2. When it gets personal the truth no longer matters: By the end of the movie Captain America and Iron Man are beating the living daylights out of each other. At this point it is no longer about what the ideological truth is, but it became about beating the other person into submission. This is because it became deeply personal for both of them. Translating this to the real world, the conflict of human sexuality has the same problem. I am not generalizing everyone who has a stake in this debate, but in my experience I have heard people argue for both side of the issue from a place that was deeply personal. The conflict stopped being about what is Christian truth, and only became about beating the other side. When we are meant to be united, but start talking about there being an “other side”, then perhaps we have already lost.
3. When the heroes fight, evil wins. In Captain America Civil War the heroes fight a lot. There are lots of innocent people hurt, and a lot of property destroyed. His evil plot in Captain America Civil War is also brilliant. His goal is to destroy the Avengers, but he knows he cannot do it on his own. Instead, he gets the Avengers to turn on each other. Towards the conclusion he reveals that this was his plan all along. He explains: “ I knew I couldn't kill them. More powerful men than me have tried. But if I could get them to kill each other. . .”
Baron Zemo’s whole plot was just to get the heroes to fight. When it comes the human sexuality debate, I have to wonder if we are being similarly deceived. The United Methodist Church has become so consumed by this debate, that the mission of making disciples of Jesus Christ has taken a back seat to who is right. When the church fights, evil wins. All of the energy we spend arguing is energy we do not spend proclaiming Jesus saves. I know both sides of the debate will argue that their side winning is essential to being able to proclaim the gospel in the first place, but that is not entirely true. When we fight we do not honor the command that Jesus gave to his disciples to “love one another.”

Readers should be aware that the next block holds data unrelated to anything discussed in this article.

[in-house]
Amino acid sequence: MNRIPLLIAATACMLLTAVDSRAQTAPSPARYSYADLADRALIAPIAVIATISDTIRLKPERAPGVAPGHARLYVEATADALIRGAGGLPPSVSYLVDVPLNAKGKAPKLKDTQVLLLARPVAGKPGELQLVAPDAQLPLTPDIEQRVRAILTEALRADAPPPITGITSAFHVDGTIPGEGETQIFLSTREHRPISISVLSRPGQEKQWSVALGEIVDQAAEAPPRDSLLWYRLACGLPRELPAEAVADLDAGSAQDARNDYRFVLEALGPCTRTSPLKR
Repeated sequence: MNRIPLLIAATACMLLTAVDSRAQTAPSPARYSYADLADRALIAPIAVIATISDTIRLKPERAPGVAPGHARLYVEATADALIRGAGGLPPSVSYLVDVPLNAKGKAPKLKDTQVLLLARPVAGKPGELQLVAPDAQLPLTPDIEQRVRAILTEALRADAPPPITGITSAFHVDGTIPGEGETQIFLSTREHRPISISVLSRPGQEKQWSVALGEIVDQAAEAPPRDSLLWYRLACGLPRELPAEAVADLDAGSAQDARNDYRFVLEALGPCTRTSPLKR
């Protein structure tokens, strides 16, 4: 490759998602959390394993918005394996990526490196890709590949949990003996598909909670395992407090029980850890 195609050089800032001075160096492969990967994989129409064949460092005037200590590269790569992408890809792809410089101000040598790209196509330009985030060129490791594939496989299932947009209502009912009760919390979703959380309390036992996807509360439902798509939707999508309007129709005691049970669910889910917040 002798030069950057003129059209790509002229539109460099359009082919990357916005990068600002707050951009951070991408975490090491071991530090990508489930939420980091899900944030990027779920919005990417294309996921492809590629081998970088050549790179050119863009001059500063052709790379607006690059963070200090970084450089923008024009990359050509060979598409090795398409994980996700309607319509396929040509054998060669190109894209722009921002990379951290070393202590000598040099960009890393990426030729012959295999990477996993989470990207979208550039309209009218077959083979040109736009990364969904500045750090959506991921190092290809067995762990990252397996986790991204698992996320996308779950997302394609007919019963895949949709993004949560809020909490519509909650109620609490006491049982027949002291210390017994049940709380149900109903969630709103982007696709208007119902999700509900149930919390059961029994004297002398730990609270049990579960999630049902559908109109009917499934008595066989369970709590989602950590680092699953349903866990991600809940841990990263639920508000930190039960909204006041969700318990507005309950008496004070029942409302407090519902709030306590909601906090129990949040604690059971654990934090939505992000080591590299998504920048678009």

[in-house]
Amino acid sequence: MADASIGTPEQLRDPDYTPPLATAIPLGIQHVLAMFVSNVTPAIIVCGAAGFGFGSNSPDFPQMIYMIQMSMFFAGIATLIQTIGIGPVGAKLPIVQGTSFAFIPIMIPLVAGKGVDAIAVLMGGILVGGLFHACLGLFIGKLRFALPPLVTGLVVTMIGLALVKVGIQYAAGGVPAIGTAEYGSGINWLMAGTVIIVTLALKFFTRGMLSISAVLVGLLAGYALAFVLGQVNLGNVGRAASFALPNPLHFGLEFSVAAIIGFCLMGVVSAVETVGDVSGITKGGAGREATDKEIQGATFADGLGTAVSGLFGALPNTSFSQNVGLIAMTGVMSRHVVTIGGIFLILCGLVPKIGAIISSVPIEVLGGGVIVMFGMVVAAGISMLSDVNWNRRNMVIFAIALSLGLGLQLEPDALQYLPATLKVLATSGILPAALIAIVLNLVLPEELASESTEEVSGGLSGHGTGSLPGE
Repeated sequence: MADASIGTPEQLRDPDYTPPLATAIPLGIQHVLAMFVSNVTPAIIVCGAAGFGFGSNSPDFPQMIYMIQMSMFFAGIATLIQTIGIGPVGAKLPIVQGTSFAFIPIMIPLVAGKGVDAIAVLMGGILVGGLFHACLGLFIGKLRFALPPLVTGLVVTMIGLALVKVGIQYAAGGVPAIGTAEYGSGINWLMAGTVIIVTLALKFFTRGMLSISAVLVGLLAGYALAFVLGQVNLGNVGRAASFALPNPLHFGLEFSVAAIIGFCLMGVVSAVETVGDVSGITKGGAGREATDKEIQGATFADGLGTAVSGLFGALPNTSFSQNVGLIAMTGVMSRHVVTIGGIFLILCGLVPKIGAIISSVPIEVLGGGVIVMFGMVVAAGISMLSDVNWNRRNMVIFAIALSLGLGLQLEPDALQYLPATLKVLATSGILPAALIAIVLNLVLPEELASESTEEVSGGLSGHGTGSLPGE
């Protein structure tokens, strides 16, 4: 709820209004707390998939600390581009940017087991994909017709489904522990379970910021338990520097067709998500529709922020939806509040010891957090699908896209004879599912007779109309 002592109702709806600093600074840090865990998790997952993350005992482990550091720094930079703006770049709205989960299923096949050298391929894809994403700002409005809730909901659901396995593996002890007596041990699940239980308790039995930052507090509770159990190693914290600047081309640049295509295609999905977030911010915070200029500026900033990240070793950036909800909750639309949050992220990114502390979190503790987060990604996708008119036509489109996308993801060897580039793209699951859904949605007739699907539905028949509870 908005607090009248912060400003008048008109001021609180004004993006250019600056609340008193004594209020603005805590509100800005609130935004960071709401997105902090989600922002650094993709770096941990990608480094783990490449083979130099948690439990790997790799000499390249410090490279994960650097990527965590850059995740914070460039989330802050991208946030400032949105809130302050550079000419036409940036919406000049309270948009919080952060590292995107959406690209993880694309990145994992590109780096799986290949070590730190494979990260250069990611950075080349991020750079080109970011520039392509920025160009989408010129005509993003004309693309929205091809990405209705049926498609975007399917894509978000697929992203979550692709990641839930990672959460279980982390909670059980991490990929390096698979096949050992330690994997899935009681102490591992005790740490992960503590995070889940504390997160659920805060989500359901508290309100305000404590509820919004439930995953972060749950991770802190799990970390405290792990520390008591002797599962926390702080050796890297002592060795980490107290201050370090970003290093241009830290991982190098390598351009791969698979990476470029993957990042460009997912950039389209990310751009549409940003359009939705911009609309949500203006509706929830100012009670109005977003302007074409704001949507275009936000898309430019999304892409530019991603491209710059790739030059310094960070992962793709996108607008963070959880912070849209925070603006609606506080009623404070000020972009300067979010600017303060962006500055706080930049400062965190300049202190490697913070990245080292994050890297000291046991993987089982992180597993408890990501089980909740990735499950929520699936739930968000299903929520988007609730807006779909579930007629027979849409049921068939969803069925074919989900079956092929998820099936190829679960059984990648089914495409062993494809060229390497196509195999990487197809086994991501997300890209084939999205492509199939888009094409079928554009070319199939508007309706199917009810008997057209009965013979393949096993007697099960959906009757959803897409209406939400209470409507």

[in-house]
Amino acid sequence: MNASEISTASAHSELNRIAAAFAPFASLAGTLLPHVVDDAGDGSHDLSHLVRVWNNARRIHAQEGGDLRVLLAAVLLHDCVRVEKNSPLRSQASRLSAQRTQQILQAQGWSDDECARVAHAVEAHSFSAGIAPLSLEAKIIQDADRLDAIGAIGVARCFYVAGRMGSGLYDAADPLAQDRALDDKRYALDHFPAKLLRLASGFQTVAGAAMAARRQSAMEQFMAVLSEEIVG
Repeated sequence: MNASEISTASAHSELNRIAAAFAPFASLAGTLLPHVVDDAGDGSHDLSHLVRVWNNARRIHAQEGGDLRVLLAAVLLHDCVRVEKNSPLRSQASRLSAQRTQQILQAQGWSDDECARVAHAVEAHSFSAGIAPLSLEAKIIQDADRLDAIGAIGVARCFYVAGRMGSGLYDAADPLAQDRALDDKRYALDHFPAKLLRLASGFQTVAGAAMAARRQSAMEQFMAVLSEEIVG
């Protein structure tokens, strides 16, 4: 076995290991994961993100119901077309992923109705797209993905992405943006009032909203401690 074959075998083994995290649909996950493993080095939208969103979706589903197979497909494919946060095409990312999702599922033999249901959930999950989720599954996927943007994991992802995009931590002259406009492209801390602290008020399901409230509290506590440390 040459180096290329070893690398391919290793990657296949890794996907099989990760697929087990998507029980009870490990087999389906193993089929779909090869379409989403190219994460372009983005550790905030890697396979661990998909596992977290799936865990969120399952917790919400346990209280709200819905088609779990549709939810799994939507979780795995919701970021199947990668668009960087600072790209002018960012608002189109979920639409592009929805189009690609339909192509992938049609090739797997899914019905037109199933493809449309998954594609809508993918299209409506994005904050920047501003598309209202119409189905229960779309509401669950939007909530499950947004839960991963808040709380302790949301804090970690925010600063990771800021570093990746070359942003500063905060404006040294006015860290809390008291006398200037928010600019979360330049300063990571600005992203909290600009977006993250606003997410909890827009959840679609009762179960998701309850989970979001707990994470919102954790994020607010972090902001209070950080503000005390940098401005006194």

In Captain America: Civil War the heroes fight, the world suffers, and no one truly wins. This was the end result of two sides planting themselves like a tree and saying, “no you move.” Quite honestly, this is what the two side of the United Methodist church has been doing, and I hope we can learn from the mistakes of Captain America and Iron Man. Even if we do not agree, perhaps we can find a way to stand separate but in mutual respect and common purpose. The other option is to go the route of the two heroes in the movie, and beat each other senseless until both sides can barely stand.